Miami Dade College Bookstore Unfairly Stifling Competition, Says Student Entrepreneur

​Buy cheap, sell high. The motto is more capitalistic than Mitt Romney's hair. Miami Dade College student Mike Rozinsky knows it all too well. Last year the sophomore business major started his own company buying fellow MDC students' used text books and selling them online. He made enough to pay his tuition.

But now he says the Wolfson campus book store is trying to shut down his start-up. His advertisements have been torn down, he claims, and he's been threatened with arrest a dozen times.

"I went to school to learn about how to start a business," Rozinsky says. "I manage to start earning some income, and these guys want to take away the American dream."

A spokesman for eFollett, the company that runs the Wolfson bookstore, did not return requests for comment. But a store manager denies tearing down Rozinsky's posters and says the student broke an agreement not to poach customers.

"He's causing a lot of problems," says manager Ron McField. "He doesn't even have a license to be doing business."

Rozinsky says the only reason he started his business in the first place was because the bookstore -- part of a national chain -- was so cheap. When he tried to sell his own $100 text book back to the store, Rozinsky was turned down because of a tiny bit of water damage.

"The are a giant company so they can set their prices," says Rozinsky. "Of course I was a little resentful, but then I had a great idea": buy all the books that the bookstore rejected, then sell them to students online.

At first, Rozinsky even approached McField for help. He offered to leave a stack of business cards at the bookstore. Whenever they rejected a used book, they could tell the student to try selling it to Mike instead.

But McField vetoed the idea. Efollett had a rule against it, he said, and he didn't want to see Rozinsky chatting up customers inside or in front of his store. Rozinsky says he stuck to the deal by hiring someone to pass out fliers on public property down the street from the bookstore. He also paid to put up a few larger banners near campus.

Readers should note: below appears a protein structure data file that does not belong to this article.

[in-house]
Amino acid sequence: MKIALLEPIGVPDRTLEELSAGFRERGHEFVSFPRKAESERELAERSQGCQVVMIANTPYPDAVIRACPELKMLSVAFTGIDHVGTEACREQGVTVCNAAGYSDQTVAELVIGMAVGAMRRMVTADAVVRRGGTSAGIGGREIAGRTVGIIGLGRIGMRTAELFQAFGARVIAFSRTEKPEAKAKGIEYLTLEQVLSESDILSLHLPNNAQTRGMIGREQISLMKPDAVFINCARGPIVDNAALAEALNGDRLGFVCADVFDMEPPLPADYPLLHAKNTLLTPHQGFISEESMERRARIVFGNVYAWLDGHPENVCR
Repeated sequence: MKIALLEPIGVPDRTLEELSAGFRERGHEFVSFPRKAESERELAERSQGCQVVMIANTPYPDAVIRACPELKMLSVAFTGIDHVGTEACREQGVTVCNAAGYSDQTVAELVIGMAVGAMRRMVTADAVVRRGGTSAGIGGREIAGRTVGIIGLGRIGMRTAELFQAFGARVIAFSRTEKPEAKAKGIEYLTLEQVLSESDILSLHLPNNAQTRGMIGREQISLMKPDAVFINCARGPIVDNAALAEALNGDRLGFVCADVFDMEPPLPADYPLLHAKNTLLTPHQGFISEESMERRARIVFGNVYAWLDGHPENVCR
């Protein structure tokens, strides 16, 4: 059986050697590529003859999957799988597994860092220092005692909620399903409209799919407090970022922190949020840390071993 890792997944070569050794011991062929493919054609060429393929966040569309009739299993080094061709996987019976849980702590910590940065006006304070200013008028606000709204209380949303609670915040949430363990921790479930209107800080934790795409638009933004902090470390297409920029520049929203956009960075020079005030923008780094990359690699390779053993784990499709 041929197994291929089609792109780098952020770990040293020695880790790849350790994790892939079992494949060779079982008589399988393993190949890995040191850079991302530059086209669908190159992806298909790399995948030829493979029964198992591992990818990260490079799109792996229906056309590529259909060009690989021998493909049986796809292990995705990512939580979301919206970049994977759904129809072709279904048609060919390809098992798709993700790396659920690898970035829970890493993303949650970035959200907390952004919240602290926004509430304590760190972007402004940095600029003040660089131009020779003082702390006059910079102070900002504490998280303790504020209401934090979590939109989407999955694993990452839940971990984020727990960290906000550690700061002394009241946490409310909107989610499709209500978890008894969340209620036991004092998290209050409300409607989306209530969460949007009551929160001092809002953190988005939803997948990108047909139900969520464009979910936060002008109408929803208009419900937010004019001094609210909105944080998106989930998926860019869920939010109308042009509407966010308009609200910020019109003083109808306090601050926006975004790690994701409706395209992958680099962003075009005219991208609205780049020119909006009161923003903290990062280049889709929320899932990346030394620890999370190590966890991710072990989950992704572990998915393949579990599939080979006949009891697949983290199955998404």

But McField says the student broke the agreement.

"He used to come into my bookstore and solicit people," he says. "He still does it in my line. He will buy from them before they sell to me, then turn around and sell them to me at a higher price."

Rozinsky insists he only sells his books online. And he says that McField has a vendetta against him.

"As soon as I pass out my fliers, I can't regulate what happens to them," Rozinsky says. "Maybe Ron sees them and gets spiteful towards me."

The student says McField has called campus security on him nearly a dozen times, but they back off once he explains that he's not selling on school property.

The standoff came to a boil at the end of last semester. That's when Rozinsky says McField tore down one of his banners.

"I saw him take it down, but I wasn't quick enough to catch him," Rozinsky says. "What was I going to do, punch him?"

McField says he wouldn't stoop so low. "He saw that his sign was missing so he accused me," he says. "He even called to the police... and lied to them." No one was charged.

Rozinsky says he's being harassed but won't quit. He's making money, and saving MDC students some serious cash.

"Eighty-five percent of students at Miami Dade are on financial aid," he says. "Yet, the bookstore sells books for $100 that are advertised on Amazon for $5."

"I thought up an idea and I rolled with it," he adds. "I'm making OK money where I can now pay the rent, but I'm not a millionaire."

Follow Miami New Times on Facebook and Twitter @MiamiNewTimes. Follow this journalist on Twitter @MikeMillerMiami.

KEEP MIAMI NEW TIMES FREE... Since we started Miami New Times, it has been defined as the free, independent voice of Miami, and we'd like to keep it that way. With local media under siege, it's more important than ever for us to rally support behind funding our local journalism. You can help by participating in our "I Support" program, allowing us to keep offering readers access to our incisive coverage of local news, food and culture with no paywalls.
Michael E. Miller was a staff writer at Miami New Times for five years. His work for New Times won many national awards, including back-to-back-to-back Sigma Delta Chi medallions. He now covers local enterprise for the Washington Post.